Foam pillows that are frequently bent and doubled over can eventually begin to break down, so if possible, keep your pillow flat while sleeping on it. There is no repair possible with foam pillows. Once you do see your foam pillow begin to crack or shred from extended use, it's time to buy a new pillow.
Storing Foam Pillows
If foam pillows must be stored for long periods, it's best to remove the inner foam pillow from its protective cover and store them separately. The foam itself is not subject to mildew or mold, but the fabric covers can sometimes absorb moisture, or be subject to insect attack. The covers can be folded and stored flat in a dry location or cedar chest, while the inner foam pillow can be stored in closed containers or plastic bags. It's generally best not to compress foam pillows for storage.
How Often to Wash Foam Pillows
If you use a pillow cover and regularly change pillowcases, your foam pillow should only need to be thoroughly cleaned once or twice a year—unless there is a spill or accident.
Tips for Washing Foam Pillows
- Whether you have a latex or memory foam pillow, the best thing you can do to help maintain a clean pillow is to use a protective pillow cover that is machine washable. The cover should be made from a breathable natural fiber like cotton, bamboo, or linen and always used in addition to your regular pillowcase. Wash it at least monthly using hot water and more often during hot weather or if someone is ill.
- Thoroughly vacuum your foam pillow each time you change bed linens (preferably, once a week). This will remove dead skin cells, dust mites, and other allergens and keep your foam pillow fresh.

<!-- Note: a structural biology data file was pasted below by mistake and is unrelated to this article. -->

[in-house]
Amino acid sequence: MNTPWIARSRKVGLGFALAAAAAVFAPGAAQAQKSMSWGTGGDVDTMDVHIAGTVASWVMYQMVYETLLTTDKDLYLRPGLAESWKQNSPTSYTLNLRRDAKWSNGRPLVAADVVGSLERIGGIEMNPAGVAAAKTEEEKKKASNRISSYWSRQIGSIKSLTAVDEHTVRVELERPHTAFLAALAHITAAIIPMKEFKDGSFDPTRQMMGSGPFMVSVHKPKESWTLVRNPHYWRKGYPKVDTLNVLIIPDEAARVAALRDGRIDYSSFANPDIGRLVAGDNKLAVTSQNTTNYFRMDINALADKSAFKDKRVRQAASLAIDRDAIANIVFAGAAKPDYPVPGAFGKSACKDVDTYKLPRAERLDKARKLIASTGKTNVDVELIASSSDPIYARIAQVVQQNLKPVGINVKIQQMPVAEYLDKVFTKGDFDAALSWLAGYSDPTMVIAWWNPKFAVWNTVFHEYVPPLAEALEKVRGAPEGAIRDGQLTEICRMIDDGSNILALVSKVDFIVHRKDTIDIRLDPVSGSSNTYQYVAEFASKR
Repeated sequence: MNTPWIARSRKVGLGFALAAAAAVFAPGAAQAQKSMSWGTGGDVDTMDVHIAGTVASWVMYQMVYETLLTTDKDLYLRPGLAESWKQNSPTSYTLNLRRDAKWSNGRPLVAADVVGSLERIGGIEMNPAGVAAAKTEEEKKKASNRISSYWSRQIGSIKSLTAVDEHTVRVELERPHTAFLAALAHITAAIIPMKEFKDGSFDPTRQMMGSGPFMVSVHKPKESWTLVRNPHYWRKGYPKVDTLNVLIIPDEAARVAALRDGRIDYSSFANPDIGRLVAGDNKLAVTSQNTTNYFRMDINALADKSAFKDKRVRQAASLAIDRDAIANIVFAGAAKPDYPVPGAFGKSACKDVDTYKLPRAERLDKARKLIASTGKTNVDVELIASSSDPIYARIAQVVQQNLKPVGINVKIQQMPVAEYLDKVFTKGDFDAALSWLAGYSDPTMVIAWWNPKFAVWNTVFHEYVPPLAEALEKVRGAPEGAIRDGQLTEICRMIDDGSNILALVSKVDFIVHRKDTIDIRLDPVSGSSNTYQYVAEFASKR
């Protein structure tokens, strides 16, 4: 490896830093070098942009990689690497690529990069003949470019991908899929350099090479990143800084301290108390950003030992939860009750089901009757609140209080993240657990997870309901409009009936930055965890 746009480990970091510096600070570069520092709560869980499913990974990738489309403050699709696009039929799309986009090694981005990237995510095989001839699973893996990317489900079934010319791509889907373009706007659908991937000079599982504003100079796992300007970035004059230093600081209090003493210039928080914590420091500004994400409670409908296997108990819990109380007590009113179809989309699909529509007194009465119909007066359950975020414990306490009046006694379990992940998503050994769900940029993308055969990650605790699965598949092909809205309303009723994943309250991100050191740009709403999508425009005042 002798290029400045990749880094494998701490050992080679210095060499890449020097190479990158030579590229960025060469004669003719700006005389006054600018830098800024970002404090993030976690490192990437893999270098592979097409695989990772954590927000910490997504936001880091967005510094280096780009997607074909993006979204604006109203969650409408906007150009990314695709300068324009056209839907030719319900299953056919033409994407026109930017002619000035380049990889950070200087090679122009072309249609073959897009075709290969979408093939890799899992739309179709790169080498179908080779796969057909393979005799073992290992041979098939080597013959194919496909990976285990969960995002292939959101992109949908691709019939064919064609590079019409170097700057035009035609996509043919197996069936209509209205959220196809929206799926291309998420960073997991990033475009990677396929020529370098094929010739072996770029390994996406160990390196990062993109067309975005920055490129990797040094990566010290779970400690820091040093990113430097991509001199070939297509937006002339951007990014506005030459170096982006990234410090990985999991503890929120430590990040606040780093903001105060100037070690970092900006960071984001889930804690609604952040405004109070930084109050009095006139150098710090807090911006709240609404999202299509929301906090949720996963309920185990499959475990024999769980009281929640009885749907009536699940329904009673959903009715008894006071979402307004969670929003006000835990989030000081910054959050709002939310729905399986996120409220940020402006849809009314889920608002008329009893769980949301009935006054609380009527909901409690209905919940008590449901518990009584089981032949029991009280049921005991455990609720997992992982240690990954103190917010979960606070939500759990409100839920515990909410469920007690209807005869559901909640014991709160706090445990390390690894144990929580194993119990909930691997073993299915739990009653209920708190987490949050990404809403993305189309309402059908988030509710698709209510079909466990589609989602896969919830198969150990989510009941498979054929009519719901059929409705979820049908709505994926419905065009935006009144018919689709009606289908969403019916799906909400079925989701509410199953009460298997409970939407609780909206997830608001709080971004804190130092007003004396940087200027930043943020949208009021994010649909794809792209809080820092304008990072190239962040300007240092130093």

Can I machine-wash a shredded foam pillow?
Maybe—provided the manufacturer does not warn against it. The reason that solid foam pillows can't be machine-washed is that the mechanical action can break the foam. This is not an issue if the foam is already shredded. A shredded foam pillow often can be machine washed on a gentle cycle using mild detergent. After washing, squeeze out excess water by hand, then throw the pillow in the dryer at low heat along with a tennis ball tied inside a sock. The tennis ball will fluff up the pillow as it dries. It may take several drying cycles to get the foam filling fully dry.
How long does a foam pillow last?
Foam pillows typically last longer than polyester-fill pillows, but it is still a good idea to replace them after 18 to 36 months—or when you notice the foam beginning to crack or lose its resiliency.
Should I disinfect my foam pillows?
The simple process of cleaning and drying the inner foam pillow, along with thoroughly laundering the pillowcases and protective covers, is generally sufficient. Spraying a non-bleach disinfectant spray on foam pillows does not hurt the foam, but make sure to allow the spray to dry completely before covering the foam and using the pillow again.
Best Mattress for Allergies. Sleep Foundation.
Rostami-Tapeh-Esmaeil, Ehsan, et al. Chemistry, Processing, Properties, and Applications of Rubber Foams. Polymers, vol. 13, no. 10, 2021, p. 1565. doi:10.3390/polym13101565
How to Clean Your Pillow: Washing & Spot-Cleaning Guide. Mattress Clarity.